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Stick to business when making small talk
So you hate making small talk at business functions. Well, curry the art, because it looms large in the business world, especially with clients and contacts, says Lillian D. Bjorseth, president of DuoForce Enterprises Inc. in Lisle. The best small talk sticks to major subjects, the ones that bridge genders and other differences, such as current events, business, sports,” she says. Avoid personal issues such as family and children in your first exchange because not everyone is comfortable with those subjects, she advises.
Oscar Mayer has new products to help chase the brown bag blues. It is adding hot dogs and cheeseburgers to its popular Lunchables lunch combinations line up. The All Star burgers and Hot Dogs are cooked and ready to eat. They are combined with milk chocolate balls and either an 8 oz. can of Lunchables cola or a bag of Lay’s potato chips. Lunchables are made at Oscar Mayers’ plant in Davenport. companies and found a surprise winner: UST Inc. of Greenwich, Conn., maker of Skoal, Red Seal and Copenhagen smokeless tobacco. Only 15 companies passed the rigorous test. Others were Coca Cola, Microsoft, Abercrombie and Fitch Co., Global Marine, Midway Games, Intimate Brands, 3Com Corp., Advantage Learning Systems Inc., Bristol Myers Squibb Co., Schering Plough Corp., Parametric Technology Corp., Ciena Co., Plantronics Inc. and Polo Ralph Lauren Corp.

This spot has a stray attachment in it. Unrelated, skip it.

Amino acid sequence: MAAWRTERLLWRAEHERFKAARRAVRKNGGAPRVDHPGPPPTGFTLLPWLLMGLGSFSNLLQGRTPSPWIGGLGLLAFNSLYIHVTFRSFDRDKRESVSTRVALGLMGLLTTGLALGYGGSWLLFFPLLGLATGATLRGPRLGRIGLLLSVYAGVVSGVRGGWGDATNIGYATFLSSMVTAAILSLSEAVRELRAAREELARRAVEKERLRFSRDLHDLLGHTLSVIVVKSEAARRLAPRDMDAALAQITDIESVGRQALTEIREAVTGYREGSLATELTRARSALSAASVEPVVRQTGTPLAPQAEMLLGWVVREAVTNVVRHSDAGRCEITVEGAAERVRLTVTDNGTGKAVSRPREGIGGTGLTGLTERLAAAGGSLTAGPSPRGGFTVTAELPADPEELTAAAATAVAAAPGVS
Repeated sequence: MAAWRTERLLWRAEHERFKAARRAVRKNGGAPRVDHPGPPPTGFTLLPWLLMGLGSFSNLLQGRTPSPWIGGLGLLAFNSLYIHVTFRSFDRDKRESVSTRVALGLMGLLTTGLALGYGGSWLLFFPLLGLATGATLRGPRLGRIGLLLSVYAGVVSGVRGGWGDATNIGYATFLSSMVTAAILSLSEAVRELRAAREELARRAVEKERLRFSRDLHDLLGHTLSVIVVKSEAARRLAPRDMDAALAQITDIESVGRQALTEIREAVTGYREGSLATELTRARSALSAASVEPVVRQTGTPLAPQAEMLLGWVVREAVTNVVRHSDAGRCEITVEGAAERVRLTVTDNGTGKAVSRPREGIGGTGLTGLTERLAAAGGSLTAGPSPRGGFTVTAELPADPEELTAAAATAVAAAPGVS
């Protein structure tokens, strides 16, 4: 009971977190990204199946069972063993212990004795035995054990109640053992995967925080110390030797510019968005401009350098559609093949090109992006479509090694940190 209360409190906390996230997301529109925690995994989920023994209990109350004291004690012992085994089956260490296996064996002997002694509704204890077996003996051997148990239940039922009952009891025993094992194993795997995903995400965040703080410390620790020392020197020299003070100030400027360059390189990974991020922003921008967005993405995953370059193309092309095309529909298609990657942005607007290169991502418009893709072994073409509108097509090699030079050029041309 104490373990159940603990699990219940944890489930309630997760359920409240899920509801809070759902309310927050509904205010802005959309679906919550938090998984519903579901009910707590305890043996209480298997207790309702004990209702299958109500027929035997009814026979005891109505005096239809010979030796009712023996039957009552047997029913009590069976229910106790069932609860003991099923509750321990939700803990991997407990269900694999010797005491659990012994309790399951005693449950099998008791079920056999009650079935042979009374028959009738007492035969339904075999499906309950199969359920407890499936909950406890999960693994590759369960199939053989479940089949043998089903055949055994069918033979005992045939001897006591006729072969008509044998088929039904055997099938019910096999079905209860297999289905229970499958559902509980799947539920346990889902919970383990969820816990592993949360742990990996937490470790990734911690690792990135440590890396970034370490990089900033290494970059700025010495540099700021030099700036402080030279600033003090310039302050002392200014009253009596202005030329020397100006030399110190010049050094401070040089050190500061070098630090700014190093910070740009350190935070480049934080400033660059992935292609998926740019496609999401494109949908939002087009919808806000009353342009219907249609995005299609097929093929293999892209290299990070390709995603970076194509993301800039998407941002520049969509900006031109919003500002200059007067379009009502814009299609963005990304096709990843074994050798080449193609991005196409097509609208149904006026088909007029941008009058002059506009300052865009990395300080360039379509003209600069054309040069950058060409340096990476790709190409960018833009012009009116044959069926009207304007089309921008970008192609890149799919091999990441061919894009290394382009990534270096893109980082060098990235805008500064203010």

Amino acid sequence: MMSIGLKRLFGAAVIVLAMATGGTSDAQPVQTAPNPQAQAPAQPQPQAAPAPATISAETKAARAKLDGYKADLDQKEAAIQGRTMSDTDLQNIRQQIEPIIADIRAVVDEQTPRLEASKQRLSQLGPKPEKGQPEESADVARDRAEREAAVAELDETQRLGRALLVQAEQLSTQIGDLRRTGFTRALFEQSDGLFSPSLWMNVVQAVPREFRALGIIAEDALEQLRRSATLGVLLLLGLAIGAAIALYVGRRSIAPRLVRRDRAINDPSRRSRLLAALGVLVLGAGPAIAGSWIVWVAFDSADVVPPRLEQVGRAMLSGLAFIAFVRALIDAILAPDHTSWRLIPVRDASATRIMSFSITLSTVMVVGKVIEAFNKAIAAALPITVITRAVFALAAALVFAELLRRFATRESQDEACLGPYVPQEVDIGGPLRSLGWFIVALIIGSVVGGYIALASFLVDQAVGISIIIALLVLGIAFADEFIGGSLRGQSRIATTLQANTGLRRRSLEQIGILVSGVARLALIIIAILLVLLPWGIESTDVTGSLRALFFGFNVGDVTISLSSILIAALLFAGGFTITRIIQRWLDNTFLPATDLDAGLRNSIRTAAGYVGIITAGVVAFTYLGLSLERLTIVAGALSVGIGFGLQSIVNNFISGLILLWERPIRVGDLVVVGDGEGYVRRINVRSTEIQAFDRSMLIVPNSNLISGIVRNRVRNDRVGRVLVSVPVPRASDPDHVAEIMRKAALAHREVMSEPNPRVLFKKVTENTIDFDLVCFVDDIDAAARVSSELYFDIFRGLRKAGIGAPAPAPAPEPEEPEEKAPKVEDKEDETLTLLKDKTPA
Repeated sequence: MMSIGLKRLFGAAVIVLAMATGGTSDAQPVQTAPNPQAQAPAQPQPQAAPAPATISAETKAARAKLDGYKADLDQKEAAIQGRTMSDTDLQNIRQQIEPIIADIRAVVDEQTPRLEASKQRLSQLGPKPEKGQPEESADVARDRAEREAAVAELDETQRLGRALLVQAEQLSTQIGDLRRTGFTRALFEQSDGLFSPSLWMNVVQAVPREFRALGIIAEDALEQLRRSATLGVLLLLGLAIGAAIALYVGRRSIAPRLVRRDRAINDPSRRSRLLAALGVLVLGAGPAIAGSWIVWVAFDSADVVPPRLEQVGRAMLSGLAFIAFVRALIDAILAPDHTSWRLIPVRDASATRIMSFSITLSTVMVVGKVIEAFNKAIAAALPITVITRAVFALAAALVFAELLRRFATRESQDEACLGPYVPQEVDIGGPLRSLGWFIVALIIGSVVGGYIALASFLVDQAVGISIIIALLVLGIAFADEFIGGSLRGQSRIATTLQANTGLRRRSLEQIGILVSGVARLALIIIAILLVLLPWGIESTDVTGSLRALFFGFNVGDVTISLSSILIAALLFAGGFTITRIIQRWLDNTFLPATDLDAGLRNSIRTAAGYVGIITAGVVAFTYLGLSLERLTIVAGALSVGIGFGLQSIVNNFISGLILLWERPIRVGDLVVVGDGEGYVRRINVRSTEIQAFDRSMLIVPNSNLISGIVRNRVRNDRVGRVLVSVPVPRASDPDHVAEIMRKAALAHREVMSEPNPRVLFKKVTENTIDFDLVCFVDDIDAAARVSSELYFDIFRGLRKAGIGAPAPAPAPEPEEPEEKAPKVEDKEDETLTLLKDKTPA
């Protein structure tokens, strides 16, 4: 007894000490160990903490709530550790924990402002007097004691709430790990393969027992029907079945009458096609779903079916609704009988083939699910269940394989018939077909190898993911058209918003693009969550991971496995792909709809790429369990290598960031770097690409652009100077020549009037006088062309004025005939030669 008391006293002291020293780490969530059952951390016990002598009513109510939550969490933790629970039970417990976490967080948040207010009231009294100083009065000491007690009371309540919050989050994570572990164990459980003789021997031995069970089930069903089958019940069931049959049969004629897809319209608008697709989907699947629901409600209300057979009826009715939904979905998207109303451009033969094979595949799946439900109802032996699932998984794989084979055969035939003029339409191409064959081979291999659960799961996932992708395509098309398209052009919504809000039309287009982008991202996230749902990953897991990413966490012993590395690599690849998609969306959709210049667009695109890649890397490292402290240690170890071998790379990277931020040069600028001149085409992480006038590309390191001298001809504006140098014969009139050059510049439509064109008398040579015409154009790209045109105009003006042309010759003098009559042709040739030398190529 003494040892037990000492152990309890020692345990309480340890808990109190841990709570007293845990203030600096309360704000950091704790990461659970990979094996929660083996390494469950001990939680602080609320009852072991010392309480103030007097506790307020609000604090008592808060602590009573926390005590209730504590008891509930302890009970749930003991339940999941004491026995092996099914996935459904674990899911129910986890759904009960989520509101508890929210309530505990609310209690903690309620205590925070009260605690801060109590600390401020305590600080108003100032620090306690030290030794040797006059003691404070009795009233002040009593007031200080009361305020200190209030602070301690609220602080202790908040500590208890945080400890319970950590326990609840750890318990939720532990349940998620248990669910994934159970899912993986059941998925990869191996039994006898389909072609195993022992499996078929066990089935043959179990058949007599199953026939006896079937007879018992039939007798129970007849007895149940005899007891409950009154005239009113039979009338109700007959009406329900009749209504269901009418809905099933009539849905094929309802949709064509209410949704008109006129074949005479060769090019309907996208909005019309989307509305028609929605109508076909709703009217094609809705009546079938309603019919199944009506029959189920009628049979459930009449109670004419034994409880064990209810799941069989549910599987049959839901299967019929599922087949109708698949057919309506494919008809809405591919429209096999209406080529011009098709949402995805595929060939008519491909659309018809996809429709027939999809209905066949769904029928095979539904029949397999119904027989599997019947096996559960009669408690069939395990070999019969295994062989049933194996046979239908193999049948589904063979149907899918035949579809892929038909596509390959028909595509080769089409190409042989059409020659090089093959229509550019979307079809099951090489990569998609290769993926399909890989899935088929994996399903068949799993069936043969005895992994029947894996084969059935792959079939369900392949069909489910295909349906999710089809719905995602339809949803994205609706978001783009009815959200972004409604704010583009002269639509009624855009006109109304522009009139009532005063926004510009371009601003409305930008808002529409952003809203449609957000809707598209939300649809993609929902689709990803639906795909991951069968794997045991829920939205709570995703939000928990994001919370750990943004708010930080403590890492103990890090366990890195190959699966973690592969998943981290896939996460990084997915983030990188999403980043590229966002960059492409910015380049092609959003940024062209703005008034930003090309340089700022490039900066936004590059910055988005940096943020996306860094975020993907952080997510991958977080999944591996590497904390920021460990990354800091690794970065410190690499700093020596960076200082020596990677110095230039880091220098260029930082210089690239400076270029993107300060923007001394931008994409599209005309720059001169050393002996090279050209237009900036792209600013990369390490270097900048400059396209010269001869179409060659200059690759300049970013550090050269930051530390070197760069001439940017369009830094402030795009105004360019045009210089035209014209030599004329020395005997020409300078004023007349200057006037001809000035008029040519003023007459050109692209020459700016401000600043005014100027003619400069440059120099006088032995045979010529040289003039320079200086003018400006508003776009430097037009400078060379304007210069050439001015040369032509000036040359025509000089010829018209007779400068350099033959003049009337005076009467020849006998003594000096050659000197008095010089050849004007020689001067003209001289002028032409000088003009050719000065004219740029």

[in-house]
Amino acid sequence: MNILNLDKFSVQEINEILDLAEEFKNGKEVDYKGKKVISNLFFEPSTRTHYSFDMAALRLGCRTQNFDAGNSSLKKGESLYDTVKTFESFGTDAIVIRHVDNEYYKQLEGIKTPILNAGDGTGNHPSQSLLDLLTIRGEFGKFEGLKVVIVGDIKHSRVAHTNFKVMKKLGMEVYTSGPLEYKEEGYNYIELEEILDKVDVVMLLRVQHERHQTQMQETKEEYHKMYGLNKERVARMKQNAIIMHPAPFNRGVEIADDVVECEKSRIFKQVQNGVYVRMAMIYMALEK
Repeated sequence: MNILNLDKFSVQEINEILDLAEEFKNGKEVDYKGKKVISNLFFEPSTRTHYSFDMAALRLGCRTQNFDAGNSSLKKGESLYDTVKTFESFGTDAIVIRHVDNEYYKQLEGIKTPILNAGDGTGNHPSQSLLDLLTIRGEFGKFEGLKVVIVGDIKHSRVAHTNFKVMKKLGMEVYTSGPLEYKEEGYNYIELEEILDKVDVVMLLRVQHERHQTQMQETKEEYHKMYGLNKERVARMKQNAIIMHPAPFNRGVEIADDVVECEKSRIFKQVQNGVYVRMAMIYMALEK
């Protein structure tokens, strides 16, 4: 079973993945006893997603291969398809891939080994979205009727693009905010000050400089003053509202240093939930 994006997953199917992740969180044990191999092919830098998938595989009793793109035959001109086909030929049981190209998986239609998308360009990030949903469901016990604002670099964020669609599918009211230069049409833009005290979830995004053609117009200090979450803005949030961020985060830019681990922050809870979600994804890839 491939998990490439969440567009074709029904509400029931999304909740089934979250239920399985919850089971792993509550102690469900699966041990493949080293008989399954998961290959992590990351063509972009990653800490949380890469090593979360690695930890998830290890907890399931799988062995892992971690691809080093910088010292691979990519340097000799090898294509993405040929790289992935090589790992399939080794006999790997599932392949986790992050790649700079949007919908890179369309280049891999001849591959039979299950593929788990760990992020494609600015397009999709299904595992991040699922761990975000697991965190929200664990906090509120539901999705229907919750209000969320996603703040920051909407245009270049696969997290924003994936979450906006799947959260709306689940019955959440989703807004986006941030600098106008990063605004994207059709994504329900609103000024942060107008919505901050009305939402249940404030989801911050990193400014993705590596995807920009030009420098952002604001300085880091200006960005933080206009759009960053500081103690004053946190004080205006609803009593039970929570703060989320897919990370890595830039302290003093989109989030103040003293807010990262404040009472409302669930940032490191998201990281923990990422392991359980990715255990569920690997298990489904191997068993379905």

Plastic fire trucks won’t melt, builder says
The uses for plastic keep growing. This time, it’s fire trucks. Darley and Co. of Melrose Park and Federal Signal Corp. of Oak Brook have orders for their plastic fire trucks. Darley, whose plastic trucks melt at 350 degrees Fahrenheit. Plastic components also are easier and cheaper to repair or replace than steel, won’t rust or corrode and is lighter in weight than metals.
Average American will come up short in assets
On average, Americans have 2 percent less in liquid assets than they would need to pay off all their debts, according to the Federal Reserve Board. By comparison, the average household in 1985 had 52 percent more than it needed to pay off creditors. The Fed believes the prolonged bull market has made investing seem more attractive than paying off credit cards, mortgages and other debts.